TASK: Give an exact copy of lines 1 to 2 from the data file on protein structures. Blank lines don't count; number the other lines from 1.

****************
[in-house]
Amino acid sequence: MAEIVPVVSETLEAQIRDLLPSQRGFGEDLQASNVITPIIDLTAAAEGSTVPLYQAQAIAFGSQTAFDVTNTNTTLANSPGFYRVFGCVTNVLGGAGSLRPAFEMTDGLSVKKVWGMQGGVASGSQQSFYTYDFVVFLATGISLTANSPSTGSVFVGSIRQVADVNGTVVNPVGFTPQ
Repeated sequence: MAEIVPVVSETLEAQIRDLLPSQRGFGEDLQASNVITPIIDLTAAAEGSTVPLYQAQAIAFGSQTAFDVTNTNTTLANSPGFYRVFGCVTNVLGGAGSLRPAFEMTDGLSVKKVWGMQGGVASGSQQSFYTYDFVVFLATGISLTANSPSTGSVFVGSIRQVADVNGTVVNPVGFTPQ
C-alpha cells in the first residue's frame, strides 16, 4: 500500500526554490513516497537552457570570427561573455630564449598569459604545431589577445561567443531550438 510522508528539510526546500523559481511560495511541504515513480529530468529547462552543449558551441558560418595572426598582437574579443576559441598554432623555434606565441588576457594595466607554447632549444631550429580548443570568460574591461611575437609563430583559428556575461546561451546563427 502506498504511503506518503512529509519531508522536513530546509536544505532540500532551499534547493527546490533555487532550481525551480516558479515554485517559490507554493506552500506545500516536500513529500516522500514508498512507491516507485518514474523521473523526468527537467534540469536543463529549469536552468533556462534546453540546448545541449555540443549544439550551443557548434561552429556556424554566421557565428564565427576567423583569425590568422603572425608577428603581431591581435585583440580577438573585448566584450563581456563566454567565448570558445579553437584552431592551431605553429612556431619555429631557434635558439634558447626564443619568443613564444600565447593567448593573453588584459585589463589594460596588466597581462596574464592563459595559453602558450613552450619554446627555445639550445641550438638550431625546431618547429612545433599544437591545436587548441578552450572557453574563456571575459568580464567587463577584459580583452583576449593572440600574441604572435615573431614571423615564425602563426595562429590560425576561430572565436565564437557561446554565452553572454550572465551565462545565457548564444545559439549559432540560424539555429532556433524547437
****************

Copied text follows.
[in-house]
Amino acid sequence: MAEIVPVVSETLEAQIRDLLPSQRGFGEDLQASNVITPIIDLTAAAEGSTVPLYQAQAIAFGSQTAFDVTNTNTTLANSPGFYRVFGCVTNVLGGAGSLRPAFEMTDGLSVKKVWGMQGGVASGSQQSFYTYDFVVFLATGISLTANSPSTGSVFVGSIRQVADVNGTVVNPVGFTPQ